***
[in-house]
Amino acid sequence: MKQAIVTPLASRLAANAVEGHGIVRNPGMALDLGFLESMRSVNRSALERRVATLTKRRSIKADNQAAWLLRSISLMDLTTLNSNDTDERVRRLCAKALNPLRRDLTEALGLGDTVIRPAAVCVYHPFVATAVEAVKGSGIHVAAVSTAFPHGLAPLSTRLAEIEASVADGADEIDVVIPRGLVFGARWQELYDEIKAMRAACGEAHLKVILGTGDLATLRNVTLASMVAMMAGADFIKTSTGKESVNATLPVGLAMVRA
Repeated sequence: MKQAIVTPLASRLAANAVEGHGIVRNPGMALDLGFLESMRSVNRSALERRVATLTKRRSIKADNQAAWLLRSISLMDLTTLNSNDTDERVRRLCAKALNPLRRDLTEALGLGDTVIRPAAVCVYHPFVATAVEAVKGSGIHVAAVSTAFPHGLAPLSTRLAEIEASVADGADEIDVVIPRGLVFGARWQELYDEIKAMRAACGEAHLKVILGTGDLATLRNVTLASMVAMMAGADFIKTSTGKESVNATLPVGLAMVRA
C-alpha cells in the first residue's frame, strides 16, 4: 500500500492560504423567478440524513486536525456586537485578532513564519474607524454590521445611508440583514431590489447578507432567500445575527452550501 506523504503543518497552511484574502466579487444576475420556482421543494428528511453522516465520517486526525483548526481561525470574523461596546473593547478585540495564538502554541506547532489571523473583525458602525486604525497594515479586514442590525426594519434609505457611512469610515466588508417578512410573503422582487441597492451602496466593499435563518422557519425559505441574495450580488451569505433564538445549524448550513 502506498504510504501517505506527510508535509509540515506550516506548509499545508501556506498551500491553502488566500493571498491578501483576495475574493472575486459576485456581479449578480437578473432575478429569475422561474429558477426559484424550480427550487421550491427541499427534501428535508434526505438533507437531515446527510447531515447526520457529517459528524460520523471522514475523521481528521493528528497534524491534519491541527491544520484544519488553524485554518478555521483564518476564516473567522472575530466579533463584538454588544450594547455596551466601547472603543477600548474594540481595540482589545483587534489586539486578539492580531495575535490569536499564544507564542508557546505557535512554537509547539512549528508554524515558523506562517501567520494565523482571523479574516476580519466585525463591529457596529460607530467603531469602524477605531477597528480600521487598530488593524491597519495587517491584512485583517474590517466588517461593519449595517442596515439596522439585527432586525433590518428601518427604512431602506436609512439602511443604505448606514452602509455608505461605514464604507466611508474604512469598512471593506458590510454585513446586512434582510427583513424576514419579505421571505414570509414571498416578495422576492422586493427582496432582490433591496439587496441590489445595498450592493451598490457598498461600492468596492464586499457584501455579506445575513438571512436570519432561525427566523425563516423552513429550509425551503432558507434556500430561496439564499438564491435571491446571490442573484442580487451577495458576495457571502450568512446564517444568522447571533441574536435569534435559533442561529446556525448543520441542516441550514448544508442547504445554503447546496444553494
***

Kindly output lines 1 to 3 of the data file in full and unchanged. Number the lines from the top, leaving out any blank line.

[in-house]
Amino acid sequence: MKQAIVTPLASRLAANAVEGHGIVRNPGMALDLGFLESMRSVNRSALERRVATLTKRRSIKADNQAAWLLRSISLMDLTTLNSNDTDERVRRLCAKALNPLRRDLTEALGLGDTVIRPAAVCVYHPFVATAVEAVKGSGIHVAAVSTAFPHGLAPLSTRLAEIEASVADGADEIDVVIPRGLVFGARWQELYDEIKAMRAACGEAHLKVILGTGDLATLRNVTLASMVAMMAGADFIKTSTGKESVNATLPVGLAMVRA
Repeated sequence: MKQAIVTPLASRLAANAVEGHGIVRNPGMALDLGFLESMRSVNRSALERRVATLTKRRSIKADNQAAWLLRSISLMDLTTLNSNDTDERVRRLCAKALNPLRRDLTEALGLGDTVIRPAAVCVYHPFVATAVEAVKGSGIHVAAVSTAFPHGLAPLSTRLAEIEASVADGADEIDVVIPRGLVFGARWQELYDEIKAMRAACGEAHLKVILGTGDLATLRNVTLASMVAMMAGADFIKTSTGKESVNATLPVGLAMVRA